Standing on Guard for Our Waters
Ottawa's Response to the Transit of Alaskan Oil
From: 1968 in Canada
The discovery of massive quantities of recoverable oil on the north slope
of Alaska in July 1968 and competing shipping alternatives to transit the
hydrocarbons south, through or adjacent to Canadian waters, prompted
the government of Pierre Trudeau to pursue two strategies. Concerning
the waters of the Canadian Arctic Archipelago, in 1969 Ottawa moved to
monitor and challenge the maritime passage of the SS Manhattan, crafted
progressive legislative initiatives in the form of the 1970 Arctic Waters Pollution Prevention Act and amendments to the Territorial Sea and Fishing Zone Boundaries, and informed the International Court of Justice (ICJ) that it would reserve the right to accept the compulsory jurisdiction of the court, all in an effort to exert jurisdictional and regulatory control over Canada’s northern waters. By 1971, when American oil industrialists’ plans for transiting Alaskan crude through the Northwest Passage were abandoned (due to economic, technological, and climate concerns), they moved, with the full support of the administration of Richard Nixon, to pursue the option of a trans-Alaska pipeline system (TAPS). In light of this development, Ottawa actively promoted, from 1971 to 1973, an alternate overland route for the transportation of Prudhoe Bay oil, a southward corridor through Canada’s Mackenzie Valley. This chapter examines these specific efforts by Ottawa to dissuade interested oil companies and the United States from embracing what the Trudeau government regarded as a profound ecological, economic, and human threat to Canadian waters.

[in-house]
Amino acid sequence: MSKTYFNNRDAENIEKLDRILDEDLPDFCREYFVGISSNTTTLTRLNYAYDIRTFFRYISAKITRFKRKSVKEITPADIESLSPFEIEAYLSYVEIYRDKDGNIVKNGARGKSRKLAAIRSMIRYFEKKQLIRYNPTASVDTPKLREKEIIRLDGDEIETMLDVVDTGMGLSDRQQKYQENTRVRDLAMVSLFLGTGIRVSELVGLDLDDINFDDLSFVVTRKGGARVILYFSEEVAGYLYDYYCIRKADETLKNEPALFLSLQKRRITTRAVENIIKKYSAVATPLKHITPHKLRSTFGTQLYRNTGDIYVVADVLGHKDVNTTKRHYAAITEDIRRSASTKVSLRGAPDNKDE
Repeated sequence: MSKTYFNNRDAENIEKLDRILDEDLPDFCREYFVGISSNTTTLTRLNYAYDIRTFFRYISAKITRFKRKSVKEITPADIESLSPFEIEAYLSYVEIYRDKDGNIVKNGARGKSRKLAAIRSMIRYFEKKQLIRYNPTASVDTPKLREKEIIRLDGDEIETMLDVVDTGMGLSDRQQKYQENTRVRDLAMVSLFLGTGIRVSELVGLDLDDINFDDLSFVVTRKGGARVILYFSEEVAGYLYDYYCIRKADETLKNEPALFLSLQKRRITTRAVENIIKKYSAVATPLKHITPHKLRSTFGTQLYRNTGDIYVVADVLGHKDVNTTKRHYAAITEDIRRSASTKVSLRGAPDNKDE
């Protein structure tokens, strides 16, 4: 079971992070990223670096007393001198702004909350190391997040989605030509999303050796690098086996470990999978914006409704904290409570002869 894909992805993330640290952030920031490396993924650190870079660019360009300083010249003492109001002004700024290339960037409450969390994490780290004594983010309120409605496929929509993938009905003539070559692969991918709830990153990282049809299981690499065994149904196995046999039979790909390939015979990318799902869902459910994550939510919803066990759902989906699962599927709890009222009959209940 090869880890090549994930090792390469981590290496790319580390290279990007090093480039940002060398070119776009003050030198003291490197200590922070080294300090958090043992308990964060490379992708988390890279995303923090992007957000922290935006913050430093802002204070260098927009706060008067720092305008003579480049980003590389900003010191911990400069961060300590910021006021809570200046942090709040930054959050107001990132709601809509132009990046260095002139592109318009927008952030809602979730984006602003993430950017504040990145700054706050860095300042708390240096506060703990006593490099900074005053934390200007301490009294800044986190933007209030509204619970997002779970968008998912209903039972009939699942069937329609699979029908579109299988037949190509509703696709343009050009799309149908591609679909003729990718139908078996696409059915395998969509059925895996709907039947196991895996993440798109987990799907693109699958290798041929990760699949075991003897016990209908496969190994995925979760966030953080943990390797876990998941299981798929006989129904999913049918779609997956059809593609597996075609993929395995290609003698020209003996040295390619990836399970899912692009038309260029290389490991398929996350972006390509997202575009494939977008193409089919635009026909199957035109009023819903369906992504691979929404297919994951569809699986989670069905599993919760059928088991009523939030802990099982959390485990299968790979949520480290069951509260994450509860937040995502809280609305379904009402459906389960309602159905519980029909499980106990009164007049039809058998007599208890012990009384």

Christopher Kirkey is Director of the Center for the Study of Canada and Institute on Quebec Studies at State University of New York College at Plattsburgh and serves as President of the Association for Canadian Studies in the United States (ACSUS).